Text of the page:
Norwegian waters brimming with cod

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This winter’s cod haul in Norway is predicted to break all records, and the Barents Sea is brimming with the fish. The fishing industry, however, fears that without an increase in demand, cod prices may drop, and they have embarked on a global hunt for new consumers.

Norwegian fishing boats are catching lots of cod this winter, and now need more customers for it all. PHOTO: Norwegian Seafood Council

The North East Arctic cod stock, the largest in the world and managed jointly by Norway and Russia, is in extremely good shape and the fishing quotas for the Barents Sea for 2013 have been increased to an historically high 1 million tonnes.

This has lead to a big increase in supply, and representatives from Norway’s fishing industry are now traveling around the world to find new markets for klippfisk (clipfish, dried and salted cod), in order to boost demand for cod worldwide.

Norwegian clipfish has long been considered a great delicacy in Brazil, for example, where it is far more expensive than the finest fillet steak. It’s in high demand, and Brazilians eat it at both Christmas and Easter, preferably purchasing it in small packet sizes. It’s also used in  bacalao, a dish that has a cult-like status in Brazil, Portugal and, exporters hope, many other countries.

There is also heavy promotion and increasing demand for Norwegian clipfish in Portugal, where it’s known as o fiel amigo (“the faithful friend”). It is actually viewed as a good investment there during economic hardship, according to the Norwegian Seafood Council’s website, because it stores well and can be cooked in so many different ways.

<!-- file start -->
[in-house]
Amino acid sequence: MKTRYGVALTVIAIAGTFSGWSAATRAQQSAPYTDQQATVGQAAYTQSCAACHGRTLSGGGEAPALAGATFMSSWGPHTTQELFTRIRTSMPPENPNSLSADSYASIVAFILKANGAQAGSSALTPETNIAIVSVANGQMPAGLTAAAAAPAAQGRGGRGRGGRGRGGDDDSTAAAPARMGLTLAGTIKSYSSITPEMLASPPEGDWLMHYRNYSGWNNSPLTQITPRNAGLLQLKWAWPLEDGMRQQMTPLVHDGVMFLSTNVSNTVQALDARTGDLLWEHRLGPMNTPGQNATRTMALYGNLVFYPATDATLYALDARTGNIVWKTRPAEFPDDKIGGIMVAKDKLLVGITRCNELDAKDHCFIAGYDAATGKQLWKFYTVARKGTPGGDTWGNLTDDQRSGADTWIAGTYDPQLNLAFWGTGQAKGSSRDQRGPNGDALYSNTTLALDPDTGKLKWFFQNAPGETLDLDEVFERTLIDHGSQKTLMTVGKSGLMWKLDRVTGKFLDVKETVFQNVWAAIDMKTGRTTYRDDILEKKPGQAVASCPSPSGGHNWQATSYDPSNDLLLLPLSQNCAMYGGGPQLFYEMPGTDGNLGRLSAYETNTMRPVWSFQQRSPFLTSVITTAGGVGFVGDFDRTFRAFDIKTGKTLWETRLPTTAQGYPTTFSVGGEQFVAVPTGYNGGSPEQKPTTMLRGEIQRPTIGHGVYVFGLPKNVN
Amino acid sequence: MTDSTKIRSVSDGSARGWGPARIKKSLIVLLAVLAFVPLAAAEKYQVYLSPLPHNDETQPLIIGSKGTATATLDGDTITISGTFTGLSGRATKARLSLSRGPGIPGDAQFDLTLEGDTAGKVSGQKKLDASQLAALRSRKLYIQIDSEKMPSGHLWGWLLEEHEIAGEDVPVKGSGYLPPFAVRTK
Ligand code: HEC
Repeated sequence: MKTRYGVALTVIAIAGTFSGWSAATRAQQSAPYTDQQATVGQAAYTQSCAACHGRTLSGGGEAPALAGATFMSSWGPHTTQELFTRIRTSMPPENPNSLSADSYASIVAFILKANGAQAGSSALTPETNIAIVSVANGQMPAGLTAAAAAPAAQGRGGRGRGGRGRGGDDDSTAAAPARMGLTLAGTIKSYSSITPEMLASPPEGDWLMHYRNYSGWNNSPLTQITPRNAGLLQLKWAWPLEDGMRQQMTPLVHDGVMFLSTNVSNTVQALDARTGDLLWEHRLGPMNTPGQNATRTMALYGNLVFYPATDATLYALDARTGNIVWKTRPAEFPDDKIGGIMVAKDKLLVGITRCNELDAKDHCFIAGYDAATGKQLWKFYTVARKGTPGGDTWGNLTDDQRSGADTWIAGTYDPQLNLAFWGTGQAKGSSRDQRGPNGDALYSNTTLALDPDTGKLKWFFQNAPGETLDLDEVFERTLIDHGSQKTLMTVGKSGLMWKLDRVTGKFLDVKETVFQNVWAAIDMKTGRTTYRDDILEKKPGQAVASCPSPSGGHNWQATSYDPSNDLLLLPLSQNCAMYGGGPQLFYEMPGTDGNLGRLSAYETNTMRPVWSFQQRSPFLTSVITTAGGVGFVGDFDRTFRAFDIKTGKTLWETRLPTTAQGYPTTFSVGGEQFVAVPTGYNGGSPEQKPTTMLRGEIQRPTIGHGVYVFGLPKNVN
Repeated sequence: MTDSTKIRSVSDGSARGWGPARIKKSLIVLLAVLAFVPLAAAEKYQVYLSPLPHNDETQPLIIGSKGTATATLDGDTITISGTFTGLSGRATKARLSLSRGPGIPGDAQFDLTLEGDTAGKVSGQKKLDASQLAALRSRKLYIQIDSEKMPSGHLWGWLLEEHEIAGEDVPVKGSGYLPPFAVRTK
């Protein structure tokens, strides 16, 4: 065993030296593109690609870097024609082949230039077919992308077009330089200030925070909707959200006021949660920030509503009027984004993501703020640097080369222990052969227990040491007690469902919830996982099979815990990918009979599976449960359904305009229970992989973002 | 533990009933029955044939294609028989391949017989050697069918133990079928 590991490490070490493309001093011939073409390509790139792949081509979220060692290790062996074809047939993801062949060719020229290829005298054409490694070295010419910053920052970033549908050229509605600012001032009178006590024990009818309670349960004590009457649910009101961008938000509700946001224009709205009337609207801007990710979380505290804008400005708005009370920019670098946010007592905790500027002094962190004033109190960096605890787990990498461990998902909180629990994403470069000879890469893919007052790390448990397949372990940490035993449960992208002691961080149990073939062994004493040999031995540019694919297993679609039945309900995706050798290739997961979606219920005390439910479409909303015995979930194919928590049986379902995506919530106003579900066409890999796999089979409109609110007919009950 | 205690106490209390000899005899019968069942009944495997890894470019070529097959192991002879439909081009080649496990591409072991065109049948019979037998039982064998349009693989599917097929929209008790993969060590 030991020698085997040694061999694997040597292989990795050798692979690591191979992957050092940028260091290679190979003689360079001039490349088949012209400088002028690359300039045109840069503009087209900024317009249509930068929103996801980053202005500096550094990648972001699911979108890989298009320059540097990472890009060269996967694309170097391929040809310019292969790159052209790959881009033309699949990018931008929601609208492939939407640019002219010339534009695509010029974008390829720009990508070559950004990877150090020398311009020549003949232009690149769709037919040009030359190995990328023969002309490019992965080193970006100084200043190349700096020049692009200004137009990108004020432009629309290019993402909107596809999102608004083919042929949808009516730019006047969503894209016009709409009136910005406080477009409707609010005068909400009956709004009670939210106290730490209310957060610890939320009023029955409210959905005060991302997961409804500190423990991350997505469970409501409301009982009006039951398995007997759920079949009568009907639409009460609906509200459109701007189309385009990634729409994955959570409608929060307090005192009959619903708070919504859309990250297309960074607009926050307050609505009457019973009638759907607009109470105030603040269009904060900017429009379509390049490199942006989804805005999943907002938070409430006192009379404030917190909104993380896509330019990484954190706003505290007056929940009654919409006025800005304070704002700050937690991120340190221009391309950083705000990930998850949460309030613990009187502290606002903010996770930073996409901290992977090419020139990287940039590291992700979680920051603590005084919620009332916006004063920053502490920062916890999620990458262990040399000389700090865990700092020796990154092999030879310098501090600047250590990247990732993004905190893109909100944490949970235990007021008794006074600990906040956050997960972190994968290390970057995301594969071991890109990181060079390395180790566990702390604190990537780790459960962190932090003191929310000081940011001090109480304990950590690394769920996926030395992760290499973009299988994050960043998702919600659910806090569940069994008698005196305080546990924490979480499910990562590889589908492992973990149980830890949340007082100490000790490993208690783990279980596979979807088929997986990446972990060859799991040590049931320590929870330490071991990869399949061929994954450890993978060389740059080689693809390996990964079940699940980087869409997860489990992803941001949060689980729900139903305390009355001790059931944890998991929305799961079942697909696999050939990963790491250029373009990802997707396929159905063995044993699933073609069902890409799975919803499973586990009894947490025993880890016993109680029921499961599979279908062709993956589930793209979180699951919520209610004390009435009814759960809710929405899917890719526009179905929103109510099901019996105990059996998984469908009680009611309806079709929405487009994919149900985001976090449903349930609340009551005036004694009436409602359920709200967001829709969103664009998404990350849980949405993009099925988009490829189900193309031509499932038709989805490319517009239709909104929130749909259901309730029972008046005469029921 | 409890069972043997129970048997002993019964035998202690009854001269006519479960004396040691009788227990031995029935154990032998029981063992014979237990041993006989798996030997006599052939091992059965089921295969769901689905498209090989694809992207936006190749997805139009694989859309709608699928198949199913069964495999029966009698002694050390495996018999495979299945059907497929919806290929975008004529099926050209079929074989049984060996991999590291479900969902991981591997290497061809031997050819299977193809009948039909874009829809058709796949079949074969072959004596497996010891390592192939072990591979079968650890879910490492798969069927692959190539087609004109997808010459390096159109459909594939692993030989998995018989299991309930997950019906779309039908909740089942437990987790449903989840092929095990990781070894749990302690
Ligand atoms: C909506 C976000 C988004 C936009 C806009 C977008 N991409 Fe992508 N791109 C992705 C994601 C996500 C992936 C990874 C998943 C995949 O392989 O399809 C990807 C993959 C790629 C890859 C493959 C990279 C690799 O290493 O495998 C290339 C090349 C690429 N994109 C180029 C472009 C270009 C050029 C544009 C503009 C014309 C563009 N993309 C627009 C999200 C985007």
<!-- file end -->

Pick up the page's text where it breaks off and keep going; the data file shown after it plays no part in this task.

The Norwegian Seafood Council is also currently working on the British market, aiming to make cod the most in-demand fish choice for “fish and chips.” It faces stiff competition globally from white fish pollock coming from the USA, and ever-increasing quantities of farmed white fish from China and Vietnam.

Fresh, poached cod remains a much-loved dinner by many in Norway, and is traditionally served on Christmas Eve by many families along the coast, especially in the southern parts of the country (Sørlandet). Terje E. Martinussen, director of the Norwegian Seafood Council, nonetheless worries that Norwegians can take cod for granted, and thinks they should be more proud of it, as they are of salmon. He points out that it was cod that built the country.

“Dried fish is perhaps our oldest export product, and fish from the North had a huge influence on the establishment of cities such as Bergen,” he recently told newspaper Aftenposten.

Views and News from Norway/Elizabeth Lindsay

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